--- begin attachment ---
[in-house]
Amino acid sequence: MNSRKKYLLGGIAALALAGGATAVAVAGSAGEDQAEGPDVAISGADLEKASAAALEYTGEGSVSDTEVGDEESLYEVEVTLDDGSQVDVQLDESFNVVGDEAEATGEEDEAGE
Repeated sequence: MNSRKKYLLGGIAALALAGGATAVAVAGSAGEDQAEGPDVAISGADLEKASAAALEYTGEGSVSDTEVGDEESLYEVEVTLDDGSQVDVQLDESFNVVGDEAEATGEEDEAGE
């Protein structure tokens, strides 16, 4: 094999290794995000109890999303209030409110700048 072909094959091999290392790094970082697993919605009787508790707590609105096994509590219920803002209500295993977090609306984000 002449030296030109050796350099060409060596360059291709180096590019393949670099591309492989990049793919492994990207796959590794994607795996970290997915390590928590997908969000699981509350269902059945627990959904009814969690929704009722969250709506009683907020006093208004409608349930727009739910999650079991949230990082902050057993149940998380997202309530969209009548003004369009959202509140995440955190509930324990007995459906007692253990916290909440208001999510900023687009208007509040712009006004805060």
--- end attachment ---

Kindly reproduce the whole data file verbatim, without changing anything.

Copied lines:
[in-house]
Amino acid sequence: MNSRKKYLLGGIAALALAGGATAVAVAGSAGEDQAEGPDVAISGADLEKASAAALEYTGEGSVSDTEVGDEESLYEVEVTLDDGSQVDVQLDESFNVVGDEAEATGEEDEAGE
Repeated sequence: MNSRKKYLLGGIAALALAGGATAVAVAGSAGEDQAEGPDVAISGADLEKASAAALEYTGEGSVSDTEVGDEESLYEVEVTLDDGSQVDVQLDESFNVVGDEAEATGEEDEAGE
């Protein structure tokens, strides 16, 4: 094999290794995000109890999303209030409110700048 072909094959091999290392790094970082697993919605009787508790707590609105096994509590219920803002209500295993977090609306984000 002449030296030109050796350099060409060596360059291709180096590019393949670099591309492989990049793919492994990207796959590794994607795996970290997915390590928590997908969000699981509350269902059945627990959904009814969690929704009722969250709506009683907020006093208004409608349930727009739910999650079991949230990082902050057993149940998380997202309530969209009548003004369009959202509140995440955190509930324990007995459906007692253990916290909440208001999510900023687009208007509040712009006004805060």